Property Crisis Forcing Chinese State Companies Into Greater Involvement in Land Auctions

By Jonathan Walker | November 16, 2021
Jonathan loves talking politics, economics and philosophy. He carries unique perspectives on everything making him a rather odd mix of liberal-conservative with a streak of independent Austrian thought.
44 0
A woman bends through a hole in the billboard of the Evergrande Wuhan culture-oriented travel city on October 18, 2021 in Wuhan, Hubei province, China. Evergrande, China's largest property developer, is facing a liquidity crisis with total debts of around $300 billion.
A woman bends through a hole in the billboard of the Evergrande Wuhan culture-oriented travel city on October 18, 2021 in Wuhan, Hubei province, China. Evergrande, China's largest property developer, is facing a liquidity crisis with total debts of around $300 billion. (Image: Getty Images)

The property crisis in communist China is compelling state-owned developers to play a major role at land auctions to rescue financially stressed out local governments. Auctioning land is a major source of revenue for local administrations, making up to a fifth of revenue in some regions. Previously, private companies used to dominate such auctions. But the market has changed drastically over the past few months. 

According to data analyzed by the Financial Times (FT), government developers have bought three-quarters of all residential land sold at auctions held in 22 cities. This is up from 45 percent.

“Local governments are counting on state groups, which have access to cheap credit, to keep land sales from falling off a cliff… Debt-laden private developers are focused on reducing their leverage,” Chai Duo told FT. He’s a professor at the Central University of Finance and Economics in Beijing and a government policy adviser.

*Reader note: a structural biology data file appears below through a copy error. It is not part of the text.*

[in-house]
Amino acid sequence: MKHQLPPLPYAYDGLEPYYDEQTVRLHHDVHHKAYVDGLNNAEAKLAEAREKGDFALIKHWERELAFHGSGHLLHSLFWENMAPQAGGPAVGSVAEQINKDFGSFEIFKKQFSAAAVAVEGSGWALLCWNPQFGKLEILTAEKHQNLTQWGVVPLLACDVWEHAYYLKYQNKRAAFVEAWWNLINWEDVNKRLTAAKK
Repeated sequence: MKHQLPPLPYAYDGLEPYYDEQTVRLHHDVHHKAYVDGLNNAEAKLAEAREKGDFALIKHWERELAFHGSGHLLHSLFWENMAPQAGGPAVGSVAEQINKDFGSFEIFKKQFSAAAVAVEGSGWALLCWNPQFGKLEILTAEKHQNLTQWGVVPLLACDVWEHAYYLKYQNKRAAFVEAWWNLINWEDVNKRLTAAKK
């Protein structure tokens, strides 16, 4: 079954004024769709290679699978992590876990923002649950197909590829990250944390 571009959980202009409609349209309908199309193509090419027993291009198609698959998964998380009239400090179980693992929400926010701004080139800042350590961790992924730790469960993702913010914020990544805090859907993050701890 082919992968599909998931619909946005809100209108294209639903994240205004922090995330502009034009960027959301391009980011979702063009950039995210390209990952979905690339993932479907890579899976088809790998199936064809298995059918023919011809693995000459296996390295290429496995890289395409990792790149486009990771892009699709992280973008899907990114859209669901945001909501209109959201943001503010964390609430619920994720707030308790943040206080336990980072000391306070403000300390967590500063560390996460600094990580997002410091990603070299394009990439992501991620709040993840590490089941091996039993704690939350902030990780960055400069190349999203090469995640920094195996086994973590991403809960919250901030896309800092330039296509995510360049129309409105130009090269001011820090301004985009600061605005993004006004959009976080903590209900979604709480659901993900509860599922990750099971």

But despite the best attempts of state-owned companies, land sale auctions continue to be at less than peak levels since many private players are not betting on the market right now. Before September, only 6.5 percent of land auctions used to fail and were unable to find bidders willing to shell out at least the minimum price. But after September, one-third of the auctions have ended up as failures. 

In September, the value of land sales fell by 11.15 percent from a year earlier. In August, it had declined by 17.5 percent. Private players bought just 120.8 billion yuan ($18.95 billion) worth of land at the current auctions. That’s 80 percent less than the auctions that took place in the March-June period.

“The 31 provinces in (mainland) China are not equally dependent on land revenue… The eastern coastal regions have high land values and low direct debt burdens, so even if there is a certain decline in land revenue, the impact is limited, because they have other relatively strong tax revenue or other incomes to compensate,” Amanda Du, an analyst at Moody’s, told Reuters.

However, Du stated that other regions that are more dependent on land sales will have a tougher time financially. Lu Wenxi, a chief analyst at property agency Centaline, warns that the credit environment in communist China has declined so rapidly since June that real estate developers are finding it difficult to get financing.

Spiraling sales is a major issue for property firms. Without the possibility of robust sales, these companies are less likely to part with their cash reserves to buy land under the current scenario. In September, the sale of properties fell by 20 percent compared to a year back.

“When these hot tier 1 cities see land withdrawals, it means enthusiasm has cooled down tremendously… Unless more policies are eased and credit loosened, the downturn in land and home sales may last a rather long time,” Zhao Xuxiang, a property analyst at Oriental Securities in Shanghai, told SCMP.

In an interview with Bloomberg, Larry Hu, head of China economics at Macquarie Securities Ltd, said that developers are “hoarding cash” to avoid becoming the next Evergrande. “The contagion risk is real,” Hu said.

Evergrande is one of the biggest real estate firms in communist China and a trigger of the ongoing property crisis. Laden with more than $300 billion in debt, the company is now finding it difficult to repay its dues. Following Evergrande, many other real estate developers have also admitted to being in financial distress.